With CBC, a typical OpenSolver error for thois problem message might be: ‘The CBC solver did not complete, but aborted with the error code -1073741510’

If needed, you can download the latest version of CBC, Bonmin or Couenne from AMPL. Download the either the Windows or Mac version as appropriate. For Windows, get the 32-bit version if you have 32-bit Windows, or the 64-bit version otherwise. (The 64 bit version will solve much larger problems than the standard 32 bit version included in OpenSolver, so always choose this if possible. Right-clicking on Computer, and choosing Properties, will tell you if have a 32 or 64 bit system type.) Right click on the downloaded .zip file, choose Properties, and click the Unblock button if there is one. Then, open the .zip file, and drag the files into the right location in your OpenSolver Solvers folder (the win32, win64 or osx folder as appropriate), replacing the existing files. This may fix your problem.

Report a CBC bug

If after installing the latest version of CBC, CBC still crashes on you, then you may wish to report a bug. Please be sure to include the .lp file produced by OpenSolver; you can open this file using “View Last Model .lp File”. CBC bugs can be reported by either:

  1. The online CBC TRAC bug reporting system (which you will have to register for), or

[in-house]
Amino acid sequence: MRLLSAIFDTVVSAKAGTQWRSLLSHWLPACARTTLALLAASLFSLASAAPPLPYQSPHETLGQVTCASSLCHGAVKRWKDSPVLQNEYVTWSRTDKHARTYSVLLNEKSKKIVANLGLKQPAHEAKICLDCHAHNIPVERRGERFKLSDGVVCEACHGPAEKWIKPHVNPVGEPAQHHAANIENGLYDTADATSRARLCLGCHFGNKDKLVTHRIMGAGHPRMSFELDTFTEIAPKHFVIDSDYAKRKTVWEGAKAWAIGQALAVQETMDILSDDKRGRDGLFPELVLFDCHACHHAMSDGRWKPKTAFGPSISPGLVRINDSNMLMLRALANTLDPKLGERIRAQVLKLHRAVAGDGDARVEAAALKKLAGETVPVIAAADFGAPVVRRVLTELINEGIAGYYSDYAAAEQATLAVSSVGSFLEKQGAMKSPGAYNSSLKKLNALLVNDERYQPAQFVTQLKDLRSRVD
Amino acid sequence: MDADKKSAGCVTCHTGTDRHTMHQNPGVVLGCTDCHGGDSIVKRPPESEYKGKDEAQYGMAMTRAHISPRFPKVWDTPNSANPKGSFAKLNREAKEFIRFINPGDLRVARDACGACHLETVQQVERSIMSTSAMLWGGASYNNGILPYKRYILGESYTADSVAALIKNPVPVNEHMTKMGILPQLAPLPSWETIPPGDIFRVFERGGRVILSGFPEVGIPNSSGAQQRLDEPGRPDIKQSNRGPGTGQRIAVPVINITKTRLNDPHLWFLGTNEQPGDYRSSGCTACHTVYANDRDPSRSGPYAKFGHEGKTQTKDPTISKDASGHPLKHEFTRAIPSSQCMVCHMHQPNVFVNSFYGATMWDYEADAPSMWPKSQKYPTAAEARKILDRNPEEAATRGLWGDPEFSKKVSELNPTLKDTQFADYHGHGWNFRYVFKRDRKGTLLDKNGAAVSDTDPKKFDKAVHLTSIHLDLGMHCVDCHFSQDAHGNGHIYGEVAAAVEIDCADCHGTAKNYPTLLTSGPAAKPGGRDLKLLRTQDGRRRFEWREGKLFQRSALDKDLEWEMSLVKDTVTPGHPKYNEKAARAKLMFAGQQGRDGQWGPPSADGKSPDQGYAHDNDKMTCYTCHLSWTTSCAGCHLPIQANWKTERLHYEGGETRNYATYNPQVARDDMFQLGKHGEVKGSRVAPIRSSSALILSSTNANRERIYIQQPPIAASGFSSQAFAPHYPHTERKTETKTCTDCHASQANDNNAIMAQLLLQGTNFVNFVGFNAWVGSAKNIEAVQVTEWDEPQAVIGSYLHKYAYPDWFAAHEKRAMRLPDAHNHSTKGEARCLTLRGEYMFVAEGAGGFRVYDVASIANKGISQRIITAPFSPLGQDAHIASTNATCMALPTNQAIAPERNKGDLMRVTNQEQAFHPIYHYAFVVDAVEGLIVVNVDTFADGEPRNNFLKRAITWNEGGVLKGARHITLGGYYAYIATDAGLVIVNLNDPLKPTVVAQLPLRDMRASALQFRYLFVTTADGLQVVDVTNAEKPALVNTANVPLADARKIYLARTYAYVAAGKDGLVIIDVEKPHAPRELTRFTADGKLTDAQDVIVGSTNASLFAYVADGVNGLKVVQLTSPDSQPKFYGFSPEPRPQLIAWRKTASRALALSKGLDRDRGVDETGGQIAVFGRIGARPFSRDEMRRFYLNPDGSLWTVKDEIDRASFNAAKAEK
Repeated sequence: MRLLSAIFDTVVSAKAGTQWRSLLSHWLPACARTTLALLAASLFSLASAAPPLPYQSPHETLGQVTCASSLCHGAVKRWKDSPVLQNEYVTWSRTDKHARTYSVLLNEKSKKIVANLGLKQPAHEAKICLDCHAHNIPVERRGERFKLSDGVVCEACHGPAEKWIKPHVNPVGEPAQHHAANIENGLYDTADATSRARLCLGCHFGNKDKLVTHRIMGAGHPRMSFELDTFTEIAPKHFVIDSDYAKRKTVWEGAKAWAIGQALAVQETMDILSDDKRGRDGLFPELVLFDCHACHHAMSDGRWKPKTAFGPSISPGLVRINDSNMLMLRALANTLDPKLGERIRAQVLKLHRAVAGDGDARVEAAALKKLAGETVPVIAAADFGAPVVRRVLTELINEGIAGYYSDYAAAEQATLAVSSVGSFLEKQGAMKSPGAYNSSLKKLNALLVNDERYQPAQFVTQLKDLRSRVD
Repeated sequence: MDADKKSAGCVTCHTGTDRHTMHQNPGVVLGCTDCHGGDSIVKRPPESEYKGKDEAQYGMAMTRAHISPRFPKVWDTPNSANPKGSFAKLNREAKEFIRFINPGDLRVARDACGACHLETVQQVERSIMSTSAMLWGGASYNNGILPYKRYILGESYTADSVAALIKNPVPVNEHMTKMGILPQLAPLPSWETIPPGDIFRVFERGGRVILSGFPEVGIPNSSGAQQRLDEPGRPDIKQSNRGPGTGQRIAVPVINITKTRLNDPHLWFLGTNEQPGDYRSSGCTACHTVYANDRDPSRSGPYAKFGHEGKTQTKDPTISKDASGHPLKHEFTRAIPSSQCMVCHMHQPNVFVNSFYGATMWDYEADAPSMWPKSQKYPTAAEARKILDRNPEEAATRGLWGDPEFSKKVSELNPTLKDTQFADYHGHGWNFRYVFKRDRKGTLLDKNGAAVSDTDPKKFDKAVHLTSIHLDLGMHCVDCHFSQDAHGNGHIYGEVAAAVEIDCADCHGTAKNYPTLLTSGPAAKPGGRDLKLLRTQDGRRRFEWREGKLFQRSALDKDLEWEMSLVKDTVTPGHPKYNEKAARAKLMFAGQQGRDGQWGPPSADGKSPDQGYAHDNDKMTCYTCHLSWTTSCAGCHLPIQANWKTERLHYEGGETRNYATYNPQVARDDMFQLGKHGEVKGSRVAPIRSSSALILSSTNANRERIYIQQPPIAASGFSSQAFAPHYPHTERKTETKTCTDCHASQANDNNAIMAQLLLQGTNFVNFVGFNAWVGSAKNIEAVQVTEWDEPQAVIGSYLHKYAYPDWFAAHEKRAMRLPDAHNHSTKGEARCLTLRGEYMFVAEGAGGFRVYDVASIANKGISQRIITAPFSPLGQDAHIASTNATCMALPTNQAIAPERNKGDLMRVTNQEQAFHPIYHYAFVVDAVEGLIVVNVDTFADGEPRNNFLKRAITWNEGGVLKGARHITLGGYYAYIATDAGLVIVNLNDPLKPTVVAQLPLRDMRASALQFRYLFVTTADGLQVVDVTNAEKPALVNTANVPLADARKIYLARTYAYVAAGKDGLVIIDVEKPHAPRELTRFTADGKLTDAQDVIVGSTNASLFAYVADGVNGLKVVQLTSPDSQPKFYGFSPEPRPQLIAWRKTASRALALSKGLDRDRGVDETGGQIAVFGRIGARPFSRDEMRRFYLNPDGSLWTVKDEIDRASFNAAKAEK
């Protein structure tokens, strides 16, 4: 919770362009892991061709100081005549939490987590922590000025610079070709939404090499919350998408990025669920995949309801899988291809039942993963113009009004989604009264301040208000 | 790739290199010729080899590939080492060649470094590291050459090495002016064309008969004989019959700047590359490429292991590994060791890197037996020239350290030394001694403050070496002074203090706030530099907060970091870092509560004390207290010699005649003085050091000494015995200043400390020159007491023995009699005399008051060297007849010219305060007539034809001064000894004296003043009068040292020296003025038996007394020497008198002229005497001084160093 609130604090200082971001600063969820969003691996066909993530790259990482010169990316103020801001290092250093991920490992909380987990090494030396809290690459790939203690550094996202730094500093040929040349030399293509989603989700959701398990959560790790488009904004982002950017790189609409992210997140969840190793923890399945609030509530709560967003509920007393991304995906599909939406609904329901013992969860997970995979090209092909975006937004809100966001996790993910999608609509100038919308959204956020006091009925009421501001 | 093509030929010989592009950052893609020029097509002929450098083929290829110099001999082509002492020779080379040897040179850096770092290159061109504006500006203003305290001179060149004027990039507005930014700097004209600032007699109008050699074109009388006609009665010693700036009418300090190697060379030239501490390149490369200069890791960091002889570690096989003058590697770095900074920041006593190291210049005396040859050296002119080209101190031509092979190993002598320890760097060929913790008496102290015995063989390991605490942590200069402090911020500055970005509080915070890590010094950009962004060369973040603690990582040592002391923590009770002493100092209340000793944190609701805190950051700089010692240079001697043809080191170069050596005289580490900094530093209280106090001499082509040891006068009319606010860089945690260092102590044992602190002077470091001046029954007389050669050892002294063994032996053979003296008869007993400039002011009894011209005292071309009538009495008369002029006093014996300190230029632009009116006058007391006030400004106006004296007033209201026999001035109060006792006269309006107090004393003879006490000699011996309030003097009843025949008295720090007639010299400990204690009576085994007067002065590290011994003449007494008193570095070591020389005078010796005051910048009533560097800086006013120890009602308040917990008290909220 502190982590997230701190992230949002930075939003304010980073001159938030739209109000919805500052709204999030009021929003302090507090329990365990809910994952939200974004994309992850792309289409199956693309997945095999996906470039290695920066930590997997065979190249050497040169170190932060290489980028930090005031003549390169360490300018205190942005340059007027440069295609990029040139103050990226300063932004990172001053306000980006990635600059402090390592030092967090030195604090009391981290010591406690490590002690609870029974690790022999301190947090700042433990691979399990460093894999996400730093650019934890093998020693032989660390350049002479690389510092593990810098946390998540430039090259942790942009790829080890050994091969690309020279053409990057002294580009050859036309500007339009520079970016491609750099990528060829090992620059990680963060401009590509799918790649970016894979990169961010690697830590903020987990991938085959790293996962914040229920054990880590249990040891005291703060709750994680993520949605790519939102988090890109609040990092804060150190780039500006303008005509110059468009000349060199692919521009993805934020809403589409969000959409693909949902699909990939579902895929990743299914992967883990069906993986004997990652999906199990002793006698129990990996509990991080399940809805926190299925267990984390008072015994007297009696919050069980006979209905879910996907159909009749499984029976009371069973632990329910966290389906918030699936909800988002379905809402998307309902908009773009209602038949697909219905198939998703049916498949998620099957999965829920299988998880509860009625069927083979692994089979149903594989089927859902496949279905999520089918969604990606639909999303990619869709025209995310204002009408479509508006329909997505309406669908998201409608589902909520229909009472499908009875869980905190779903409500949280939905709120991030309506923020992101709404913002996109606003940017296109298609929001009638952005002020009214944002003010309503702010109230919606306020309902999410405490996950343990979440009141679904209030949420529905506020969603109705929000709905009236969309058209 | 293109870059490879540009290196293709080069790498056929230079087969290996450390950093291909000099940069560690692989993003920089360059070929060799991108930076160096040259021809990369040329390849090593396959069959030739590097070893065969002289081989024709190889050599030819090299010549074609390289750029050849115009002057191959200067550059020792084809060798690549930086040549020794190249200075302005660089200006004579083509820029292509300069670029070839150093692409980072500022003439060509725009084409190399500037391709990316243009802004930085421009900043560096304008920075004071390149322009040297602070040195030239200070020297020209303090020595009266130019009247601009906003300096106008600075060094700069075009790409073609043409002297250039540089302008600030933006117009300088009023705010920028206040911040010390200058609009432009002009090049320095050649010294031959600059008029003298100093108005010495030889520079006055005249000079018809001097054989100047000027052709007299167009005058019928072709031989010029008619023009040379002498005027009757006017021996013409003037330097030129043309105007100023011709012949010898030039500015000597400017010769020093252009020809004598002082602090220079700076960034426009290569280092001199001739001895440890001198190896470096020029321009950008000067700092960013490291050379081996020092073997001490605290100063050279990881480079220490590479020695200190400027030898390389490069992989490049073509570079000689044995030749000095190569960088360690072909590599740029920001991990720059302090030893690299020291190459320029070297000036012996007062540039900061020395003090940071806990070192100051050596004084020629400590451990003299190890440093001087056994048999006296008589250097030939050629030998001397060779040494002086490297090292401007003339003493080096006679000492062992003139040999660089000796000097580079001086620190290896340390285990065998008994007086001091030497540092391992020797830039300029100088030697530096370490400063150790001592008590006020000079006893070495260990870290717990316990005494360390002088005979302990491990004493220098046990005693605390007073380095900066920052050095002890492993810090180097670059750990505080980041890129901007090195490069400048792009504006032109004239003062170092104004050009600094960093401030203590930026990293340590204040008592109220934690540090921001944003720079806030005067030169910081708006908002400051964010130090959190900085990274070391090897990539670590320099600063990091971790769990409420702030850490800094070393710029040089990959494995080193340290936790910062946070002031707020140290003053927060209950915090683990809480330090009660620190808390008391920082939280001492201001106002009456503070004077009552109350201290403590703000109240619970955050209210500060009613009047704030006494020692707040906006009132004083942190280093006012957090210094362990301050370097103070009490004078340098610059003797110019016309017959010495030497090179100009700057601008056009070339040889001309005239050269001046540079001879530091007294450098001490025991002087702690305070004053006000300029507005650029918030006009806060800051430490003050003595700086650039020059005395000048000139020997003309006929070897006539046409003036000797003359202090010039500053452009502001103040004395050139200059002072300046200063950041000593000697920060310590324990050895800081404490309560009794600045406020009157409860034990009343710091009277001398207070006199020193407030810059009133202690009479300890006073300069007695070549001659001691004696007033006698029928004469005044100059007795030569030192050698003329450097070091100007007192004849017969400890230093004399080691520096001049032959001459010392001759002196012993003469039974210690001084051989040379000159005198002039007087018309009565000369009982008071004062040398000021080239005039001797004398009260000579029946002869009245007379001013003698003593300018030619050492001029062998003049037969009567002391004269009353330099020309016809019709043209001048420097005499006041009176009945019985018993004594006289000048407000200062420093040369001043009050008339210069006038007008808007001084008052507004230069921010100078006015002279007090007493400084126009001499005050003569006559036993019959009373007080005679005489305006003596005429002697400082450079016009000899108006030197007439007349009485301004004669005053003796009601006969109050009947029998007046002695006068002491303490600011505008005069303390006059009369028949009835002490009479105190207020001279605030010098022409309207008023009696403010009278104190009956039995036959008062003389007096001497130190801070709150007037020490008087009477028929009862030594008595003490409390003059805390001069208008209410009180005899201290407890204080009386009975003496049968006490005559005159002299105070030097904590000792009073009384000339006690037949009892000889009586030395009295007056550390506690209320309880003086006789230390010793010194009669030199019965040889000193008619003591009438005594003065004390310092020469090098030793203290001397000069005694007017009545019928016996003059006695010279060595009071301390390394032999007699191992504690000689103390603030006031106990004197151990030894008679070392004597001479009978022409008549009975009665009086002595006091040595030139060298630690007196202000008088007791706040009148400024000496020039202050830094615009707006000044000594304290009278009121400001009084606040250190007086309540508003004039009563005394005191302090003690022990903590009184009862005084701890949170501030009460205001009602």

2. The CBC mail list

Switch from CBC to Gurobi
Since August 2014, OpenSolver has also supported solving models using the Gurobi solver. You can obtain a copy of this solver at no charge if you are at a university. Gurobi is faster and more stable than CBC, and comes highly recommended.

5. Repairing Excel

Sometimes it is useful (if all else fails) to repair your Office installation:


See these Microsoft Office 2010 and later instructions (or in Excel 2007, use Excel’s application menu, then Excel Options, then Resources, then “run Microsoft Office Diagnostics”). You might also want to look at, which talks about this.


Unfortunately there is no easy way to repair the Office 2011 installation. The best option is to follow these instructions to completely uninstall Office. You can then install Office again from scratch to get a clean version installed.

6. ‘Can’t find project or library’ : Missing Reference Errors

OpenSolver uses the “RefEdit” control, which we need but which can cause problems because of missing references caused by version changes. To check for missing references, using the VBA editor (which you access using Alt-F11), select OpenSolver (openSolver.xlam) in the Project window, choose Tools… References, and look for a “Missing:” line. If you see this, un-check that line, close the dialog, and choose File … Save OpenSolver.xlam to update the file. If this doesn’t help, try the above steps for repairing Excel.